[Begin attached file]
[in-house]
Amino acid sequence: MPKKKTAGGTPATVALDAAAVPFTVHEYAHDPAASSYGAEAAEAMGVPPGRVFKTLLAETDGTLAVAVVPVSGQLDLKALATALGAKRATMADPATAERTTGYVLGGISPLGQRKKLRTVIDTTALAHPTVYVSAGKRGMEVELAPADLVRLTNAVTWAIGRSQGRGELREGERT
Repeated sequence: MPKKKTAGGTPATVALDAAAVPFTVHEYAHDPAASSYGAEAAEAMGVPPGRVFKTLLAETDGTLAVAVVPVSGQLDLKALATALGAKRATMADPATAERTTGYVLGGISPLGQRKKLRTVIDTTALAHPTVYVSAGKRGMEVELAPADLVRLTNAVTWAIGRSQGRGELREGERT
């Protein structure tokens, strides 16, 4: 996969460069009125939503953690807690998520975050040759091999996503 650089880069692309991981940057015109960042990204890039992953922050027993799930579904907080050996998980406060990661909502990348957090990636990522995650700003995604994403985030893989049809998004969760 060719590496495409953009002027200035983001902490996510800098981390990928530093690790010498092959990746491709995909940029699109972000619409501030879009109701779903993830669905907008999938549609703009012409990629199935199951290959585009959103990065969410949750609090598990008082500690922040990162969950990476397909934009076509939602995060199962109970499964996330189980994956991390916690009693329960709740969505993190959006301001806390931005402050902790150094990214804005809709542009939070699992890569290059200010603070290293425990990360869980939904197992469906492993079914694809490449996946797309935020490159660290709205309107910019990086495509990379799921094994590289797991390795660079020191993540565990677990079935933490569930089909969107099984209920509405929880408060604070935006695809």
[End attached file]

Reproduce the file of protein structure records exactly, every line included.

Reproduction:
[in-house]
Amino acid sequence: MPKKKTAGGTPATVALDAAAVPFTVHEYAHDPAASSYGAEAAEAMGVPPGRVFKTLLAETDGTLAVAVVPVSGQLDLKALATALGAKRATMADPATAERTTGYVLGGISPLGQRKKLRTVIDTTALAHPTVYVSAGKRGMEVELAPADLVRLTNAVTWAIGRSQGRGELREGERT
Repeated sequence: MPKKKTAGGTPATVALDAAAVPFTVHEYAHDPAASSYGAEAAEAMGVPPGRVFKTLLAETDGTLAVAVVPVSGQLDLKALATALGAKRATMADPATAERTTGYVLGGISPLGQRKKLRTVIDTTALAHPTVYVSAGKRGMEVELAPADLVRLTNAVTWAIGRSQGRGELREGERT
């Protein structure tokens, strides 16, 4: 996969460069009125939503953690807690998520975050040759091999996503 650089880069692309991981940057015109960042990204890039992953922050027993799930579904907080050996998980406060990661909502990348957090990636990522995650700003995604994403985030893989049809998004969760 060719590496495409953009002027200035983001902490996510800098981390990928530093690790010498092959990746491709995909940029699109972000619409501030879009109701779903993830669905907008999938549609703009012409990629199935199951290959585009959103990065969410949750609090598990008082500690922040990162969950990476397909934009076509939602995060199962109970499964996330189980994956991390916690009693329960709740969505993190959006301001806390931005402050902790150094990214804005809709542009939070699992890569290059200010603070290293425990990360869980939904197992469906492993079914694809490449996946797309935020490159660290709205309107910019990086495509990379799921094994590289797991390795660079020191993540565990677990079935933490569930089909969107099984209920509405929880408060604070935006695809």